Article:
PEEL News – Update 2
HMIC is developing a new programme of annual force inspections, called PEEL (police effectiveness, efficiency and legitimacy) assessments. This is the second in a series of short updates, aimed at keeping you informed during the development of the new programme.
Last week’s update gave an overview of the first PEEL assessments, which will be published on 27 November 2014, and explained that this year is a transition year for HMIC. Many of our inspections had already begun or concluded before the decision to carry out an annual assessment was taken. This update will explain more about the effectiveness strand of the PEEL assessments which HMIC’s crime inspection, carried out this September and October, was designed specifically to inform.
The effectiveness strand assesses how well each police force in England and Wales cuts crime, protects the vulnerable, tackles anti-social behaviour and deals with emergencies and other calls for service.
To do this we will answer the following six questions:
- How effective is the force at reducing crime and preventing offending?
- How effective is the force at investigating offending?
- How effective is the force at tackling anti-social behaviour?
- How effective is the force at protecting those at greatest risk of harm?
- How effective is the force at tackling serious, organised and complex crime?
- How effective is the force at meeting its commitments under the Strategic Policing Requirement?
The crime inspection was designed to answer questions 1, 2 and 3 above, in a way that allows HMIC to assign each force a graded judgment: either outstanding, good, requires improvement, or inadequate.
Questions 4, 5 and 6 will be answered using evidence from other inspections carried out in the previous 12 months. These inspections do not provide evidence in a way that allows for graded judgments to be made, as they took place before the PEEL assessments were designed.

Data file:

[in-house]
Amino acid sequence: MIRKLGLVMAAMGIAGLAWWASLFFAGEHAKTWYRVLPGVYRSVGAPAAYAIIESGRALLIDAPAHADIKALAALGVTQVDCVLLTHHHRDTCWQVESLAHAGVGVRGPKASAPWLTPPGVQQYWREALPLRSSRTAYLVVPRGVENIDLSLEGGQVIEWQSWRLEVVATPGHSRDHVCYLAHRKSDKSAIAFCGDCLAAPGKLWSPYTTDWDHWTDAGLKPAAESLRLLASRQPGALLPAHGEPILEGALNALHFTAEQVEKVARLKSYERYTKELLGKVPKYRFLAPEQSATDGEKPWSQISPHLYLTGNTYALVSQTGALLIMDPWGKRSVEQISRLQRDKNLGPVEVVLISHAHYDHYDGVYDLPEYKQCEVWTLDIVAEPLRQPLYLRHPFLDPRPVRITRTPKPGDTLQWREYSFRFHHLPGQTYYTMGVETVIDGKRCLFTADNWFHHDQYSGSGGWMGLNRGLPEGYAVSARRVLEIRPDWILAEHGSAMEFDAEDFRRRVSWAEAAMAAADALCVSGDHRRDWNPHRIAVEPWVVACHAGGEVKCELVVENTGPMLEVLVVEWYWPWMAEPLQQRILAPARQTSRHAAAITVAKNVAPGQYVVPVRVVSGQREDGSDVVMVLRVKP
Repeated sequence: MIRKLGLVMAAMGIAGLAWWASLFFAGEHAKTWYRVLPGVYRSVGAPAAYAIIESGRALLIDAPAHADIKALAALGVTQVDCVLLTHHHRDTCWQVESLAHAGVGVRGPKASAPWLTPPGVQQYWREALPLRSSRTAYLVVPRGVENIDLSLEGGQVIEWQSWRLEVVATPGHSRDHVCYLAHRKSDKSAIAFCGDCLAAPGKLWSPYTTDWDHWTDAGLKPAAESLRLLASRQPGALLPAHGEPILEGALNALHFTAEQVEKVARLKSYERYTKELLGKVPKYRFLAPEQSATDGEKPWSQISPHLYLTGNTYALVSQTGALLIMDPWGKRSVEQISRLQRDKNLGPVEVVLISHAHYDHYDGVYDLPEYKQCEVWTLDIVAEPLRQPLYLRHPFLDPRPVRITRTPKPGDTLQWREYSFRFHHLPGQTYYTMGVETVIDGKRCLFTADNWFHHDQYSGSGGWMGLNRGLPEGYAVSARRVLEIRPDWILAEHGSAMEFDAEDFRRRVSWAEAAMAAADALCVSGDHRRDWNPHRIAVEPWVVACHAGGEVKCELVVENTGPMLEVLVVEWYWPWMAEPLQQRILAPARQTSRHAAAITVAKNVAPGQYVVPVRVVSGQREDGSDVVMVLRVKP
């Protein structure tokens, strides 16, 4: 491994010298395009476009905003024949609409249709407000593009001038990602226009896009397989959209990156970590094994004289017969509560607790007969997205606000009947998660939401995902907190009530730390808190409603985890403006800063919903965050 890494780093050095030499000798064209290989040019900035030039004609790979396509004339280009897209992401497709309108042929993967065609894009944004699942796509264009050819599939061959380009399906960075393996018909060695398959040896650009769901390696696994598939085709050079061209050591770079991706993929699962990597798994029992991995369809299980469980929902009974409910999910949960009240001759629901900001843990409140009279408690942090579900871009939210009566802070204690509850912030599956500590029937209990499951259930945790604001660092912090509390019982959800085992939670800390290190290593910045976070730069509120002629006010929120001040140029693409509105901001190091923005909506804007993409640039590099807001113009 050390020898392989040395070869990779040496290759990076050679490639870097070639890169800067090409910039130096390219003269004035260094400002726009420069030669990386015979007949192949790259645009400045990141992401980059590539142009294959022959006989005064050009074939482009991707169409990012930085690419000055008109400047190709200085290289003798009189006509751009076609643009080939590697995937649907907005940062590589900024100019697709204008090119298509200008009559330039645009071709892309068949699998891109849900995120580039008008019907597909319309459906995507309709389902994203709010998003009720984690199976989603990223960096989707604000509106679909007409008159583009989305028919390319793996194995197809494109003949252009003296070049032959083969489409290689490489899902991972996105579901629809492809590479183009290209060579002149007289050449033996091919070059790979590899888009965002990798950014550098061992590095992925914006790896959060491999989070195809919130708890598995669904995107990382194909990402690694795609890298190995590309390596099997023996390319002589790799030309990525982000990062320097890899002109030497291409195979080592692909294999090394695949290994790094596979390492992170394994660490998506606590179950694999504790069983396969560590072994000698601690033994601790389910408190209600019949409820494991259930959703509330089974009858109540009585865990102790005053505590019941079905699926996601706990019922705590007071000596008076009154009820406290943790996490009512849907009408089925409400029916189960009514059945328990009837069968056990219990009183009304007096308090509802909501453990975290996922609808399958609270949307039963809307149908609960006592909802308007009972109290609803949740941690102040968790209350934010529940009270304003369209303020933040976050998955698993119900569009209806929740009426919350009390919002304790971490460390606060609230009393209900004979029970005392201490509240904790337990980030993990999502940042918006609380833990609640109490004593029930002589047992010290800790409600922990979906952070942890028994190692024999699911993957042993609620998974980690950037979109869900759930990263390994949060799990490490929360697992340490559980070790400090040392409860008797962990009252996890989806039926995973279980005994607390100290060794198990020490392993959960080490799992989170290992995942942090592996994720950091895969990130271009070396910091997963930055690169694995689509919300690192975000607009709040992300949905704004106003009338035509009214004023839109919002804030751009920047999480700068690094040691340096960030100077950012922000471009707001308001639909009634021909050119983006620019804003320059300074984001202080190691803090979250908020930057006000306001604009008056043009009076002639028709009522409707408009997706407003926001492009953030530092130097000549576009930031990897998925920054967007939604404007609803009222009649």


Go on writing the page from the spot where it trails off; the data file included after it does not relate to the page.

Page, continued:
Which other inspections contribute to answering these questions?
The inspections carried out over the last 12 months which will contribute to answering some of the six questions above (in forces where those inspections took place) include:
- Everyone’s business: Improving the police response to domestic abuse
- Joint inspections of police custody
- National child protection inspections
- Strategic Policing Requirement inspections
- Policing in austerity: Meeting the challenge
The crime inspection
The public expects the police to prevent, reduce and investigate crime and anti-social behaviour and, in conjunction with other services and agencies, care for victims. For this inspection, we gathered evidence by analysing data and documents from forces, and conducting in-force inspections. We interviewed the senior officers responsible for crime, neighbourhood policing and victim care in each force. We held focus groups with frontline police officers, investigators and police staff, and observed their activities. We also reviewed crime investigations in each force and interviewed heads of partner organisations, such as local authorities.
We focused on anti-social behaviour, burglary in a dwelling, serious sexual offences, and assault with injury. We chose to focus on these offences because they allow us to make an assessment of how well the force treated the victim throughout the investigation – examining in particular how well officers gathered evidence and how well they were supervised.
Update on the legitimacy strand
Last week, HMIC held regional and national moderation meetings for the crime inspection, and the police integrity and corruption (PIC) inspections. Moderation is a process for ensuring forces are assessed and judged consistently. At the meetings, all HMIs agreed that there is insufficient compelling evidence from the PIC inspection to provide a graded judgment (outstanding, good, requires improvement or inadequate) for the question ‘To what extent does the force ensure the workforce acts with integrity?’. As a result, the evidence from PIC will therefore provide a narrative assessment of this question, rather than a graded judgment.
This change means that the first PEEL assessment will include no graded judgments for questions in the legitimacy pillar. Our webpage and the slide show in last week’s update have been amended to reflect this change.
Keeping you updated
If you have any comments or questions about the PEEL assessments, you can email the programme team at HMICPEELProgramme@hmicfrs.gov.uk
The next update will look in more detail at the efficiency and legitimacy parts of the PEEL assessments.